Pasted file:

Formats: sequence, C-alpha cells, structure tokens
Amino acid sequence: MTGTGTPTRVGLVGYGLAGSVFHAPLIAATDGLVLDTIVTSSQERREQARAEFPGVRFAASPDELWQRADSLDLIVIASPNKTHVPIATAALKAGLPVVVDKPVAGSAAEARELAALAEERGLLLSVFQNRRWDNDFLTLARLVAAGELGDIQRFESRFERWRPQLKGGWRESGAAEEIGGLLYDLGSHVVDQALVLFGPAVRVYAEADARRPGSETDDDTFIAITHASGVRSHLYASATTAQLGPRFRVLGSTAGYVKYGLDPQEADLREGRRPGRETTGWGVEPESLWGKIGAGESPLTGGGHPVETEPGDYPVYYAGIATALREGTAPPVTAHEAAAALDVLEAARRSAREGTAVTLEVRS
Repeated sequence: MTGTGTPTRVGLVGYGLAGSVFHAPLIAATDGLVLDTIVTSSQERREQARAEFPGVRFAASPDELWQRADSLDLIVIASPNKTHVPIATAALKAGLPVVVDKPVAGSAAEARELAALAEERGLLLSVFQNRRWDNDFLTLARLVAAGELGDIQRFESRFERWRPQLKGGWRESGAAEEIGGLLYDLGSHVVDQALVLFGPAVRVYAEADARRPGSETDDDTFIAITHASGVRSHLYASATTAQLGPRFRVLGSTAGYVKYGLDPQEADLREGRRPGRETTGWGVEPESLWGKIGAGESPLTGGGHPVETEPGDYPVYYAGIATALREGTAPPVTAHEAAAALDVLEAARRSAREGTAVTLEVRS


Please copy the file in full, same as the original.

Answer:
Formats: sequence, C-alpha cells, structure tokens
Amino acid sequence: MTGTGTPTRVGLVGYGLAGSVFHAPLIAATDGLVLDTIVTSSQERREQARAEFPGVRFAASPDELWQRADSLDLIVIASPNKTHVPIATAALKAGLPVVVDKPVAGSAAEARELAALAEERGLLLSVFQNRRWDNDFLTLARLVAAGELGDIQRFESRFERWRPQLKGGWRESGAAEEIGGLLYDLGSHVVDQALVLFGPAVRVYAEADARRPGSETDDDTFIAITHASGVRSHLYASATTAQLGPRFRVLGSTAGYVKYGLDPQEADLREGRRPGRETTGWGVEPESLWGKIGAGESPLTGGGHPVETEPGDYPVYYAGIATALREGTAPPVTAHEAAAALDVLEAARRSAREGTAVTLEVRS
Repeated sequence: MTGTGTPTRVGLVGYGLAGSVFHAPLIAATDGLVLDTIVTSSQERREQARAEFPGVRFAASPDELWQRADSLDLIVIASPNKTHVPIATAALKAGLPVVVDKPVAGSAAEARELAALAEERGLLLSVFQNRRWDNDFLTLARLVAAGELGDIQRFESRFERWRPQLKGGWRESGAAEEIGGLLYDLGSHVVDQALVLFGPAVRVYAEADARRPGSETDDDTFIAITHASGVRSHLYASATTAQLGPRFRVLGSTAGYVKYGLDPQEADLREGRRPGRETTGWGVEPESLWGKIGAGESPLTGGGHPVETEPGDYPVYYAGIATALREGTAPPVTAHEAAAALDVLEAARRSAREGTAVTLEVRS